LOS ANGELES – The Los Angeles Lakers players met at the middle of the court Saturday afternoon as they typically do after practice. This time, however, Kobe Bryant wasn't there to dispense his usual wisdom – or wrath.
As Bryant prepared to undergo surgery at a nearby hospital for a season-ending Achilles tear, Dwight Howard took his place as the Lakers' voice of reason. He told his teammates they could still become a great team, even though most observers would expect them to fail. More than anything, he told them not to dwell on the past.
Howard better get used to the role. With Bryant out for the remainder of this season – whether it be two games or a playoff run – the Lakers are Howard's to lead. Now, and maybe for the foreseeable future.
"I told them that they put this team together for a reason," Howard said. "…We all have done special things in our career before and we can do it again. We've all been blessed to play with Kobe, but we all have talents, too. We have to show them."
Bryant has been the Lakers' unquestioned leader since Shaquille O'Neal was traded nine years ago. The Lakers traded for Howard last summer with the hopes that he would eventually transition into their franchise star after Bryant retired. The timetable has been moved up a bit: The Lakers need to lean on Howard now, even though he's played through his own injury problems this season and will become a free agent on July 1.
"He's been trying to be a vocal leader throughout the year," Gasol said of Howard. "Since he got here he feels some type of ownership of this team. That's something we have to respect. The franchise wants him here long-term, so I'm sure that's why he feels that way."
Said Lakers coach Mike D'Antoni: "The biggest thing is you have to go out there and back it up. And he will – and they will."
Bryant finished the season averaging a Lakers-best 27.3 points on 20.4 field-goal attempts and eight free-throw attempts per game. Jodie Meeks will start in Bryant's place, but the Lakers aren't counting on him to fill those scoring responsibilities. Howard will likely have to assume the bulk of that.
Starting point guard Steve Nash has missed the past six games with a hamstring and hip injuries. His status for Sunday's meeting with the San Antonio Spurs is officially being called a game-time decision. If he can't go, the Lakers will likely use Pau Gasol to help facilitate their offense. In either case, Howard will likely see an increase in his shots.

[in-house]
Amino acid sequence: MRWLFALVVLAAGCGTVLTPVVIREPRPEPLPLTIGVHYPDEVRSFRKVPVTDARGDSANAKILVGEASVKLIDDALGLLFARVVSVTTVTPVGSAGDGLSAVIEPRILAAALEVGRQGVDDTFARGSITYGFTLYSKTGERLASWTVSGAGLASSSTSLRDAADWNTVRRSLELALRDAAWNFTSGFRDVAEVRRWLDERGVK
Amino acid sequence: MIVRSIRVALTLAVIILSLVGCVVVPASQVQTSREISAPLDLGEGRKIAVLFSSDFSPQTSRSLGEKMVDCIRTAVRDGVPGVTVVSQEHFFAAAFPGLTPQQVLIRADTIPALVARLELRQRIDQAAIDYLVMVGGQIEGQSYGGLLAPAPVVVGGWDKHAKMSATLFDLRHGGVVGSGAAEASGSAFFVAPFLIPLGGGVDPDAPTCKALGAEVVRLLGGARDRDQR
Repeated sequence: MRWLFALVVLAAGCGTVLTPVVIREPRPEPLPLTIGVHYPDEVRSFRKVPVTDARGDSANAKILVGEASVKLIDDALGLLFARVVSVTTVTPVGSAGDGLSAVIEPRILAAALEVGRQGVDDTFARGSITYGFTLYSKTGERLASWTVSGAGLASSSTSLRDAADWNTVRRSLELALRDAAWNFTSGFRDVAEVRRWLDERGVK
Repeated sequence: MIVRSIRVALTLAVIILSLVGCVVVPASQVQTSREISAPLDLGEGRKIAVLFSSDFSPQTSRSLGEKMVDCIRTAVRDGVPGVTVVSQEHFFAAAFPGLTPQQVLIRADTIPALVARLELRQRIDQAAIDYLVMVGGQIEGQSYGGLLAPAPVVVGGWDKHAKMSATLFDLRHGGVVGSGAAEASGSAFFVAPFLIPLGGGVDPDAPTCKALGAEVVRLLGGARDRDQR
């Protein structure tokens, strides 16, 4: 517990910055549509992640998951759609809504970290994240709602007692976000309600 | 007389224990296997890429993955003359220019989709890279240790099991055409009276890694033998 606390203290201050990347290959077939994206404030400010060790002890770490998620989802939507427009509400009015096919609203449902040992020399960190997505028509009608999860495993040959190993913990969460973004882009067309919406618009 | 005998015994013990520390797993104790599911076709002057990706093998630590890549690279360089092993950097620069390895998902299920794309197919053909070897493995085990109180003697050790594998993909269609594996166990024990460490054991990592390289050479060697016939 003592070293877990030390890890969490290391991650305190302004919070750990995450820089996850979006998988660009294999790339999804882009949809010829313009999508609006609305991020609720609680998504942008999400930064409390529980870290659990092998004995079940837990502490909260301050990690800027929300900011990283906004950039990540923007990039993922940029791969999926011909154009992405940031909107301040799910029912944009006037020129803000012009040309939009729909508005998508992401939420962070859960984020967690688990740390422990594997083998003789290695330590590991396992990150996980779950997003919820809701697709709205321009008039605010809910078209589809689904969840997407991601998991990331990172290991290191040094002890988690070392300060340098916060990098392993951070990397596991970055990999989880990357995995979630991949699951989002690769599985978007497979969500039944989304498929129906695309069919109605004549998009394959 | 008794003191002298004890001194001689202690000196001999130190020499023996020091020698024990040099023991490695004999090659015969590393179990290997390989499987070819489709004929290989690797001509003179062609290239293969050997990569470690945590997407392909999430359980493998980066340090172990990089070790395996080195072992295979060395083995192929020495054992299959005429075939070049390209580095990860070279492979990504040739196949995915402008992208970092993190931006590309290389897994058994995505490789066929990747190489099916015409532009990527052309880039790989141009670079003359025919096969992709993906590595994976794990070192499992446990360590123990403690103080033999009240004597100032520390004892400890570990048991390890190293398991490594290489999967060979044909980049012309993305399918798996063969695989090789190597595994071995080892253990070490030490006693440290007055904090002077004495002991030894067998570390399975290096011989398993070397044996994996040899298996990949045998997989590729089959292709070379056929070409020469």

Despite being hampered by bothersome back and shoulder injuries, Howard is averaging 20.8 points in April, his best month offensively as a Laker. Yet the Lakers also must fear his 49.4 free-throw percentage, which could limit his opportunities in crunch time.
"It's a team, but the ball should automatically go to [Howard] more because somebody has to take the shots," D'Antoni said. "And if the ball isn't going to Kobe, it has to go to somebody."
Howard sounded up for the Kobe challenge.
"Of course, this team is going to ride my back, even though my back is still healing," he said. "I feel like I can do all things to take this team to the next level."
Whether that commitment extends beyond this season remains undetermined. Howard will become an unrestricted free agent this summer and will likely be courted by the Dallas Mavericks and his hometown Atlanta Hawks. He has publicly expressed some interest in re-signing with the Lakers, but has stopped short of guaranteeing he will be back.
"That's for this summer," Howard said. "Right now, like I said, there are two games we have left and the playoffs. I'm not looking at anything right now. The only thing that matters is us winning a championship this year. This summer won't do anything right now, so there is no need to sit up there and talk about it.
"…My concern is right now."
[Related: Kobe Bryant vents about injury on Facebook]
Howard spoke with Lakers general manager Mitch Kupchak for several minutes after Saturday's practice. Kupchak now has an opportunity to see how Howard handles his increased leadership role. For now, the Lakers hope only that role lasts beyond Wednesday and into the playoffs.
"He's the main guy," Kupchak said. "Certainly, a lot is going to fall on his shoulders."
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